Audio is another story. Though I don't expect studio-quality from laptop speakers, especially one as this as the Series 9, the speakers here are even worse than average. Sound is not just tinny, strung-out, and bass-less, it's also fuzzy at higher levels. For example: I tried watching a Saturday Night Live clip and I could barely make out the announcer's words over the audience's applause, because the different sounds kept running into each other.
The Bottom Line
Initially, Samsung's 15-inch Series 9 looks almost perfect. It's thinner, but with a bigger screen, than most Ultrabooks; it's attractive and simple in design; and performs very well for its category. Unfortunately, it has some drawbacks--namely its shoddy keyboard and touchpad, but also its less-than-impressive speakers. Substandard keyboards and touchpads are more of an issue in ultraportables, since users are unlikely to want to carry around an external keyboard and mouse. The Series 9 also lacks some of the higher-end features we're used to seeing in 15-inch notebooks, such as an optical drive.
The new Series 9 is a tantalizing machine, and it fills the niche of the 15-inch Ultrabook. But I know Samsung can do a better job on the keyboard and touchpad. While they get on that, you may want to opt for a cheaper Ultrabook with more accurate input devices, unless you're absolutely set on a 15-inch screen.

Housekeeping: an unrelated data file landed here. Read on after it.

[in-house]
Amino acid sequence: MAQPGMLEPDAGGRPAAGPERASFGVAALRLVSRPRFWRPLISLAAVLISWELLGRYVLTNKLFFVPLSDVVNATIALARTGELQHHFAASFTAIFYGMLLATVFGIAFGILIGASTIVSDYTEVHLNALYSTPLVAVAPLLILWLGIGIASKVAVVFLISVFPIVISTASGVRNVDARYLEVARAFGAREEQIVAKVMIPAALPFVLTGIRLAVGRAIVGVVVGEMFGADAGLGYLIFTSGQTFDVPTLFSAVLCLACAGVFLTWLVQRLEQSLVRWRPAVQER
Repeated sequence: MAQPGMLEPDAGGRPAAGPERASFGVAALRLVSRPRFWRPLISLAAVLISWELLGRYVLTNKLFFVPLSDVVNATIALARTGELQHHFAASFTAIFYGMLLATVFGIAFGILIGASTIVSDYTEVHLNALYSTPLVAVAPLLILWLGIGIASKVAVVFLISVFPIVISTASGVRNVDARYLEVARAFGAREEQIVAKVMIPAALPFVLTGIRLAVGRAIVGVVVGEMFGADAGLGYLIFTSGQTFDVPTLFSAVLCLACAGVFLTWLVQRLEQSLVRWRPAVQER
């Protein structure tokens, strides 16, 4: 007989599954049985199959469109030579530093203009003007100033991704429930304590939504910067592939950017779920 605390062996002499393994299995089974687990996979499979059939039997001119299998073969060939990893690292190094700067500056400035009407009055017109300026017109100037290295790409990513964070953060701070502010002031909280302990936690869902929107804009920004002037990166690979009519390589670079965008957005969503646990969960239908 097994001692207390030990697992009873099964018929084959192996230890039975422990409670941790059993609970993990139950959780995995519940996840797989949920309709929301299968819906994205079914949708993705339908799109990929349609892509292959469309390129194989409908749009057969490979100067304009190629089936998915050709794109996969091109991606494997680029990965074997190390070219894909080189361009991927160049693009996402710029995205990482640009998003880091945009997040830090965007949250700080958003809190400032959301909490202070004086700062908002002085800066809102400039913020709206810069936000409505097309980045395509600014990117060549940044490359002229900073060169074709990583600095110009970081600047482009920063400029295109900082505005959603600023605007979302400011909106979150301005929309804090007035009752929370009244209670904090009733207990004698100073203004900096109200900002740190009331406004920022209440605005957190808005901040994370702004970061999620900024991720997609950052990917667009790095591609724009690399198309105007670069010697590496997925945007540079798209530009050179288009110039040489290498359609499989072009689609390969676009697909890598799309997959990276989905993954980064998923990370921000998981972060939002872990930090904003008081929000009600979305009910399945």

This story, "Samsung Series 9: ultra-thin, but hard to use" was originally published by PCWorld.
More and more people are looking for Wi-Fi connectivity, especially at public venues -- on their...
The source code behind proprietary software doesn’t always remain hidden forever. Here are a number of...
A list of the most interesting Linux distros to keep up with in 2015.
It’s been more than five years since SUSE delivered a full release of its Enterprise Linux software,...
The move follows plans for a regulated Bitcoin exchange by the Winklevoss twins
Users trying to reach the airline's website found a graphic from Lizard Squad